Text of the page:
UC Moves Closer to Complete Cell Control

By: Ashley Duvelius

College of Engineering and Applied Science chemical and materials engineering associate professor, Chia-Chi Ho, PhD, announces ability to sort and steer cells, opening doors to a potential future of steering disease and cancer related cells into diagnostic and treatment solutions.

Chia Chi Ho

Can you imagine the day when we will no longer have to worry about organ donors for the simple fact that we will be able to grow functioning tissues and organs in a culture dish? Thanks to Chia-Chi Ho, PhD, and her colleagues at the College of Engineering and Applied Science, this we are one step closer to making this vision a reality.

Ho is a chemical and materials engineering associate professor in the School of Energy, Environmental, Biological and Medical Engineering, working with nanotechnology to advance our understanding and control of cells. Cells within the human body are structural and functional units which migrate during many processes, such as wound healing, immune response and the formation and spreading of cancer (called cancer metastasis).

Last year, Ho and her colleagues indicated that they could guide cell migration through the use of microarrays. Microarrays are a laboratory tool, also referred to as lab-on-a-chip, which allows the researchers to interact with living cells. Ho explains, “We can use microarrays to amplify the natural direction of cells and guide their continuous migration along preset paths and directions.”

Building upon this discovery, Ho and her team recently discovered a new method to simply and inexpensively sort cells in a culture dish. Out of curiosity, Ho stamped a honeycomb pattern using an adhesive substance onto culture dishes and seeded them with a mixture of two different types of cells. The two cells had varying preset cell movement in their enzymes and as expected, after 72 hours, the two groups of cells separated from each other on the dish.

Ho and colleagues

The technology of steering and sorting cell migration will play a large role in the future of cancer metastasis and wound healing. This discovery may lead to diagnostic tools and further down the road, tissue engineering to grow body tissue and/or organs that are functional for transplants. For now, Ho intends to work with their current revelations, to continue efforts to sort disease and cancer related cells. She states, “We already have one patent pending from our research findings and we hope to move to commercialization.”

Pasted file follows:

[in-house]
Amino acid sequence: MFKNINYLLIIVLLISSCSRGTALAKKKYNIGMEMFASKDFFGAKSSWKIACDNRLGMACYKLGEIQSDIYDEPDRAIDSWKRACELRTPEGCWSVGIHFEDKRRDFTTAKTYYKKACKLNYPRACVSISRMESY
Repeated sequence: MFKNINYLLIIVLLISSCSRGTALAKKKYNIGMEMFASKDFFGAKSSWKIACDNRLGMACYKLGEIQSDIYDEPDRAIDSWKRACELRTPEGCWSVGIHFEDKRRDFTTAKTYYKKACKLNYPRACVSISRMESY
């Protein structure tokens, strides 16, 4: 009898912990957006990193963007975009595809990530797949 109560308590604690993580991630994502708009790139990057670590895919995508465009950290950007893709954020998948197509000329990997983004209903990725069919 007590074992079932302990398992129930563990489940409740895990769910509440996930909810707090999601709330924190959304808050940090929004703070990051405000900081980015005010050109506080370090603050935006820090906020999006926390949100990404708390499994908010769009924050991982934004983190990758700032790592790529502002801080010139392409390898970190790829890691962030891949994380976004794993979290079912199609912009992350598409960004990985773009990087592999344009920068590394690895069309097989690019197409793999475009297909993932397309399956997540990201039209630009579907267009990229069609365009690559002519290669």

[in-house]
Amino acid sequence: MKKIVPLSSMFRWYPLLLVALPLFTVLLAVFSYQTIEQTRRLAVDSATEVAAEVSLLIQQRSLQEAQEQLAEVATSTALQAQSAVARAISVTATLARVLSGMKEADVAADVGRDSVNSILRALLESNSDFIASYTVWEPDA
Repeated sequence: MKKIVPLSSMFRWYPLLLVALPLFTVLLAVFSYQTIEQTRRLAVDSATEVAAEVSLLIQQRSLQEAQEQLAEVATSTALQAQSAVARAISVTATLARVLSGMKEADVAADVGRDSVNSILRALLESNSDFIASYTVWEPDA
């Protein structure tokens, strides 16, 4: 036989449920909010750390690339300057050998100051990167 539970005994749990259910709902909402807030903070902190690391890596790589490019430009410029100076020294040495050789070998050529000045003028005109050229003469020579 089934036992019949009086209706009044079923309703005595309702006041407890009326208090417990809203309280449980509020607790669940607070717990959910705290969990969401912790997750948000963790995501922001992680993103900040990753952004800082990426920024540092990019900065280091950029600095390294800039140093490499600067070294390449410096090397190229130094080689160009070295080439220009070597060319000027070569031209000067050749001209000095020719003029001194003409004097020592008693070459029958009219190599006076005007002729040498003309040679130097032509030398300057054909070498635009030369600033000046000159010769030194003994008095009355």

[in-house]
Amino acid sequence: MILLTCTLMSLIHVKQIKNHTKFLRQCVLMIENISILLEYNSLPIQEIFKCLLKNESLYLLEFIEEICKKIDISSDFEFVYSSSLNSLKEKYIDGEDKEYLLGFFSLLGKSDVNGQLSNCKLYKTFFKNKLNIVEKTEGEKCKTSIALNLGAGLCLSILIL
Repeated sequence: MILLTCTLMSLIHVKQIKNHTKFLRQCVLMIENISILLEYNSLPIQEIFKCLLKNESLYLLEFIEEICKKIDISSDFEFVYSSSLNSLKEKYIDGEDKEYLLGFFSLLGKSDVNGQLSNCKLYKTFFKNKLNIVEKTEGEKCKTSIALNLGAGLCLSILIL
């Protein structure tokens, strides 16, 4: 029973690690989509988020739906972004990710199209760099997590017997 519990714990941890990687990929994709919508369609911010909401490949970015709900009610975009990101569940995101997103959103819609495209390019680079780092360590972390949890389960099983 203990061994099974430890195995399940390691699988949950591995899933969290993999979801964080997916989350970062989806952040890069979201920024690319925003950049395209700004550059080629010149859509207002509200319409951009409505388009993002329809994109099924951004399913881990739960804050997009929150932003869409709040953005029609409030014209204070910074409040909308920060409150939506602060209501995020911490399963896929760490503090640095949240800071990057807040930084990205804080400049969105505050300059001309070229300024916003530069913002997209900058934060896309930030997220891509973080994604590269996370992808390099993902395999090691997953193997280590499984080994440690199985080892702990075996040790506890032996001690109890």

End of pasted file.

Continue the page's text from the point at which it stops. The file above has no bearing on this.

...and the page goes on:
Ho and her colleagues recent findings were released in an article titled “Sorting Cells in Dishes” in the science magazine, Chemical & Engineering News (C&EN). Ho has been teaching and conducting research at UC for more than ten years and has received a number of awards for teaching and mentoring students. Her research has garnered more than $3,000,000 in funding.

In September 2011, Ho was the recipient of a Fulbright Scholar Award. Unfortunately, her teaching schedule precluded her from traveling to the University of British Columbia during the 2012 spring and summer quarters to work with Terrence Snutch in the Michael Smith Laboratory. She had planned to work with him and his team in research related to nanoscale technology and neuronal networks.

The Fulbright Program is the flagship international educational exchange program sponsored by the United States government. The program is designed to increase understanding between the people of the U.S. and the people of other countries. The Fulbright Program awards around 8,000 new grants each year, and the program currently has scholars in over 155 countries worldwide.

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